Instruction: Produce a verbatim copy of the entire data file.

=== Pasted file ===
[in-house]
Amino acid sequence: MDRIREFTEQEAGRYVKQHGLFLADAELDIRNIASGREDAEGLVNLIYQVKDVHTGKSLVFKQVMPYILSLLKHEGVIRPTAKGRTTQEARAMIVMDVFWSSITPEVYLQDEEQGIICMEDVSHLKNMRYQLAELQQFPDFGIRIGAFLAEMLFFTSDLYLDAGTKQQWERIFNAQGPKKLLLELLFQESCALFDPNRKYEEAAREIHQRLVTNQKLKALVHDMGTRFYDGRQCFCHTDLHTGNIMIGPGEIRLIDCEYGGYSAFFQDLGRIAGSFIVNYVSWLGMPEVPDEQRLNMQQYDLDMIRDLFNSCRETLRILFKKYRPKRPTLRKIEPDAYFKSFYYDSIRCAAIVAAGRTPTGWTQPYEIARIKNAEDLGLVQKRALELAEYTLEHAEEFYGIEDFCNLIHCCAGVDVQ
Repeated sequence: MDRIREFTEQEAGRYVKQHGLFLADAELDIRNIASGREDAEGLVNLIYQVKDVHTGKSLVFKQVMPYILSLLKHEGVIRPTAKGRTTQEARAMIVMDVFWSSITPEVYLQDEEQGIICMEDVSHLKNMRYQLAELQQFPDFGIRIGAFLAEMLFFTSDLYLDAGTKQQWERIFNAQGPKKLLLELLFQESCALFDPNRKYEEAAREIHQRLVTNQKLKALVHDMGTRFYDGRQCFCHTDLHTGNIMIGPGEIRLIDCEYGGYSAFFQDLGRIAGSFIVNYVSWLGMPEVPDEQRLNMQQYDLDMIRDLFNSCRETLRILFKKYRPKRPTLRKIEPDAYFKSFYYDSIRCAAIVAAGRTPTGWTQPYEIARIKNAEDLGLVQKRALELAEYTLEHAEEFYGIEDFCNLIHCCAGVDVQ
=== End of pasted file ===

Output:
[in-house]
Amino acid sequence: MDRIREFTEQEAGRYVKQHGLFLADAELDIRNIASGREDAEGLVNLIYQVKDVHTGKSLVFKQVMPYILSLLKHEGVIRPTAKGRTTQEARAMIVMDVFWSSITPEVYLQDEEQGIICMEDVSHLKNMRYQLAELQQFPDFGIRIGAFLAEMLFFTSDLYLDAGTKQQWERIFNAQGPKKLLLELLFQESCALFDPNRKYEEAAREIHQRLVTNQKLKALVHDMGTRFYDGRQCFCHTDLHTGNIMIGPGEIRLIDCEYGGYSAFFQDLGRIAGSFIVNYVSWLGMPEVPDEQRLNMQQYDLDMIRDLFNSCRETLRILFKKYRPKRPTLRKIEPDAYFKSFYYDSIRCAAIVAAGRTPTGWTQPYEIARIKNAEDLGLVQKRALELAEYTLEHAEEFYGIEDFCNLIHCCAGVDVQ
Repeated sequence: MDRIREFTEQEAGRYVKQHGLFLADAELDIRNIASGREDAEGLVNLIYQVKDVHTGKSLVFKQVMPYILSLLKHEGVIRPTAKGRTTQEARAMIVMDVFWSSITPEVYLQDEEQGIICMEDVSHLKNMRYQLAELQQFPDFGIRIGAFLAEMLFFTSDLYLDAGTKQQWERIFNAQGPKKLLLELLFQESCALFDPNRKYEEAAREIHQRLVTNQKLKALVHDMGTRFYDGRQCFCHTDLHTGNIMIGPGEIRLIDCEYGGYSAFFQDLGRIAGSFIVNYVSWLGMPEVPDEQRLNMQQYDLDMIRDLFNSCRETLRILFKKYRPKRPTLRKIEPDAYFKSFYYDSIRCAAIVAAGRTPTGWTQPYEIARIKNAEDLGLVQKRALELAEYTLEHAEEFYGIEDFCNLIHCCAGVDVQ